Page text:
I’ve been writing for a long time, so my family knows that generally if they don’t hear me listening to music or watching Netflix, I’m most likely working on a manuscript or I’m reading. The same thing happens when I’m recording or auditioning, I always let them know in advance, and now it’s become a routine. They’re aware that I’m working and won’t disturb me during this time.
This practice of setting a schedule in order to create boundaries can be applied to all arts, and I personally feel that this author was correct in stating that these boundaries are often necessary for those in the arts to gain the respect of those closest to them. For as long as I can remember, my Dad would advise my siblings and I to treat certain things like a job. Set a time of day, and it becomes routine. Obviously, I will acknowledge that it isn’t always easy to create on a schedule, but people do it for NaNoWriMo every year, if you think about it?
I’ve learned by keeping track of when I write, that I tend to do a lot of work after lunchtime. Whenever I have a day off, I like to write as much as possible, regardless of the time of day. It’s on those days that the urge to work on one of my other projects grows stronger. I’m sure many people go through this. I just have so much fun creating new things, that I honestly can’t wait until I can jump into the next project. I also used to finish drafting novels within a month no problem, but as I’ve gotten older and had you know…bills and such, I’ve tried to find a good balance between all of these things. It’s not always easy, sometimes I get very busy, which I don’t mind, but it can feel like I’m juggling multiple things at once and occasionally I need to take a breather. I know everyone’s methods are different, and truthfully I’m probably not an expert at this sort of thing, but I do find that making a to-do-list helps when I’ve got a lot on my plate. I can cross things off as I go, and it kind of takes away a bit of the pressure once I’ve laid out everything that I need to complete.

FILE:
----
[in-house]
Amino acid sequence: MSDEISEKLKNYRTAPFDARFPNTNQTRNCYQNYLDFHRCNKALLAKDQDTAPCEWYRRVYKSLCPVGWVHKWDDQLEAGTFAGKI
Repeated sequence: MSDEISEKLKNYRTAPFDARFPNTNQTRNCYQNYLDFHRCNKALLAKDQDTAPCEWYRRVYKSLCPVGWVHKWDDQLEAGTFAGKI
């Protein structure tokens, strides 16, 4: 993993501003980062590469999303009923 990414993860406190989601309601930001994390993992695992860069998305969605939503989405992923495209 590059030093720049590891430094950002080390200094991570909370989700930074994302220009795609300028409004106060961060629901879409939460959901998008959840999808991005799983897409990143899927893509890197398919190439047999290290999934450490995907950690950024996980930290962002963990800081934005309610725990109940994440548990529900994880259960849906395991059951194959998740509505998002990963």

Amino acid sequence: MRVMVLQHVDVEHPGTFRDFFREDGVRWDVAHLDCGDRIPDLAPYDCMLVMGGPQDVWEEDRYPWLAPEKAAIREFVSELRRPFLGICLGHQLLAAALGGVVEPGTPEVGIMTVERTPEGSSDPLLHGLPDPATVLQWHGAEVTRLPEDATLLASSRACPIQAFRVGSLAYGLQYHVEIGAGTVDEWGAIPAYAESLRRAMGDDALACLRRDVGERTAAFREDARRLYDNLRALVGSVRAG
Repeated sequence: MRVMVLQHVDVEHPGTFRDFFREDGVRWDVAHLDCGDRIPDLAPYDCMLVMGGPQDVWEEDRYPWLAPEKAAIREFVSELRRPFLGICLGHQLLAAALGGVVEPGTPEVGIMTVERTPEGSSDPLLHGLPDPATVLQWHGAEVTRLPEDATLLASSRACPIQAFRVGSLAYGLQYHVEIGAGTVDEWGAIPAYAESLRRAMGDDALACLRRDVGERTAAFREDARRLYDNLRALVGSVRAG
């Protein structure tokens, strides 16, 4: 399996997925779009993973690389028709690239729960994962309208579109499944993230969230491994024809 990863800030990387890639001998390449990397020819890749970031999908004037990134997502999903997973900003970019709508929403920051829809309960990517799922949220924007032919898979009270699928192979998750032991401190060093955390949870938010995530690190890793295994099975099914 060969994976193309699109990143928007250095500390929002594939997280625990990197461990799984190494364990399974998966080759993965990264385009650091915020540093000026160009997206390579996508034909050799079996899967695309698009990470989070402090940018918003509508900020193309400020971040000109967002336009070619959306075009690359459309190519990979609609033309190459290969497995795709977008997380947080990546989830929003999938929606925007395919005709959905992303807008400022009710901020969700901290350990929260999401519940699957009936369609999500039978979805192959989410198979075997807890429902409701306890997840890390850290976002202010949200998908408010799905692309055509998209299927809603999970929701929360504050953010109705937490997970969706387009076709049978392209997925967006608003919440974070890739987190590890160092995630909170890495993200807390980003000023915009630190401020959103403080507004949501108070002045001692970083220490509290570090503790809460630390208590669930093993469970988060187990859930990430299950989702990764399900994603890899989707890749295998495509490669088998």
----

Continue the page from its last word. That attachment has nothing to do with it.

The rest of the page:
I do this with my novels, and sometimes set deadlines for myself outside of my publishing deadlines. Sometimes I want to reach a certain point before I go back and edit something, or I want to spend a teeny bit of time fleshing out a character. Making a list helps me determine what needs to be done first, in order for me to move onto the next task.